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  1. #1
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    sheet metal screws?

    is this the way to go for winter riding, or should i use something else? need to know ASAP

  2. #2
    Recovering Retro-grouch CRUM's Avatar
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    They will work. But don't ride them on the road, they wear out ultra fast. Also, a very rugged tire liner will be needed. After you have taken the time to put enough in to do one tire, you might want to have bought some stuuded tires. Innova makes some that only retail around $35 apeice.
    Keep it 'tween the ditches

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  3. #3
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    well, i mean, i want to do it for the price of the screws.

  4. #4
    Chairman of the Bored catatonic's Avatar
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    you could but it will take lots of time to do it, and you will have to get some anti-puncture layer installed between the screws and the tubes.

  5. #5
    Recovering Retro-grouch CRUM's Avatar
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    The tread pattern of the tires you want to use is very important also. Use tires with the biggest knobs you can find. Running the screws through small knobs will ensure they get ripped out sooner than later.
    Keep it 'tween the ditches

    My Blog - Lost in the Bo Zone

  6. #6
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    ill try, i just need to know if regular sheet metal screws will work, because i want them to cut into the snow.

  7. #7
    Recovering Retro-grouch CRUM's Avatar
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    Studs will be of no help in snow, unless it is hardpack. And even then, the studs may be more of a problem than just big tires. They tend to cut down on a tire's ability to float on the crust. Studs work best on ice.
    Keep it 'tween the ditches

    My Blog - Lost in the Bo Zone

  8. #8
    Long Live Long Rides
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    I am on my second set of home made studded snow tires. I used some small headed phillips screws on a pair of 1.5 Specialized Crossroads. The screws only stick through the knob about 1 full thread. The first set were with the same type of screws on 1.9 knobs. I use an old pair of slicks with the wire bead removed as a liner. The 1.5 tires are too narrow. That's what I used this morning and I had a tough time with the semi-frozen snow ruts. Wider is better. Also, I ran a set of studs down the middle of the front tire thinking it would give me better traction. NOT! Instead, my front end was very unstable! I'm very much a "do-it-yourselfer". I think I'm going to buy my next set of studded tires. That's what my experience has taught me. Hope I didn't burst your dream! Try it! You may get something to work!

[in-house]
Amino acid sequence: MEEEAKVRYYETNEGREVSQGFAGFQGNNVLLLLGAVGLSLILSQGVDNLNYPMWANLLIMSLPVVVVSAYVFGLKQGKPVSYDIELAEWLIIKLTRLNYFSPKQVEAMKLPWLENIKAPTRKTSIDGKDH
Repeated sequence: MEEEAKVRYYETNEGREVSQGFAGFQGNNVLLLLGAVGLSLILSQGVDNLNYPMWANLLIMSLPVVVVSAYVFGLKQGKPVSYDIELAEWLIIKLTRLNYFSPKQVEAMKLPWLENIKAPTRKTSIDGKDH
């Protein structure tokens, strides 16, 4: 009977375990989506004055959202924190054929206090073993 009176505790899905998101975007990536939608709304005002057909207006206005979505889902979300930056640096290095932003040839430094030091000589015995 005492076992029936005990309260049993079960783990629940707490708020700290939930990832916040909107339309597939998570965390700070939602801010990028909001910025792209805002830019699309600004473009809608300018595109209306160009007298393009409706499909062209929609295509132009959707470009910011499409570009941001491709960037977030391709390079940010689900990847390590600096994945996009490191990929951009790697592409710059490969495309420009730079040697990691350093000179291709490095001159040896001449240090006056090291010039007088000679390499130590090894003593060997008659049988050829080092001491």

Jharte
    Touring...therapy for the soul.

  9. #9
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    i hope everyone knows im talking about dirtbikes, cause im not sure what this whole forum is about, but. when i was watching Winter X Games 8 earler this year, they said that they just regular sheet metal screws for it, and thats why i thought it would be a good idea.

  10. #10
    Senior Member Bobatin's Avatar
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    Yep, This is a bicycle forum. Ice racers use hex headed sheet metal screws that can be sharpened with a file. Extra inner liners are used to prevent punctures as stated above.
    So, if you're in the car, waiting impatiently. . . get over it - you're not that special.
    "Its not what you take when you leave, Its what you leave when you go."
    Some country and western song

  11. #11
    Senior Member smurfy's Avatar
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    Use self-starting-screws. I've heard these screws have hardened tips. Also you can get them shorter so they don't stick out so far out of the knob. I've ridden them on pavement (not very far) and they seem to hold up just fine. I did a tire for about $12 (two boxes of screws).

    Make sure the screws don't stick out straight up and down but tilted to the side and like jharte says don't put them in the very center of the tread.
    "You handle it like you handle a bicycle" - Jacques Rosay, Airbus A380 test pilot

  12. #12
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    When I looked at it, I just didn't see how making your own studs makes sense economically. I bought a pair of Nokians for $100 from Peter White. To make my own, I'd have spent $35 for a pair of cheap tires at my LBS, then another $15 for tire liners, then at least another $10 for screws. So I'd have $60 plus at least a couple of hours labor into a set of studded tires guaranteed to last no more than a season. Add $10 a season plus time, for the 4 seasons that a pair of Nokians are said to last, and I'm up to $90. 4 hours of my time is worth more than $10. That's not counting the time it would take to go out and get all the junk I'd need to make them.

    I just rode through the first slushy roads with them the day before thanksgiving. They seemed to work great, but I didn't have any real ice, so the jury is still out. But I'm sure they can't perform worse than a set of sheet metal screws with the points worn off (IE more than 2 days old).

  13. #13
    cheap for a roadie Hummeth's Avatar
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    re you guys using hexes pointing in or Phillips headed screws pointing out?
    Ridley Excalibur
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  14. #14
    Senior Member vger285's Avatar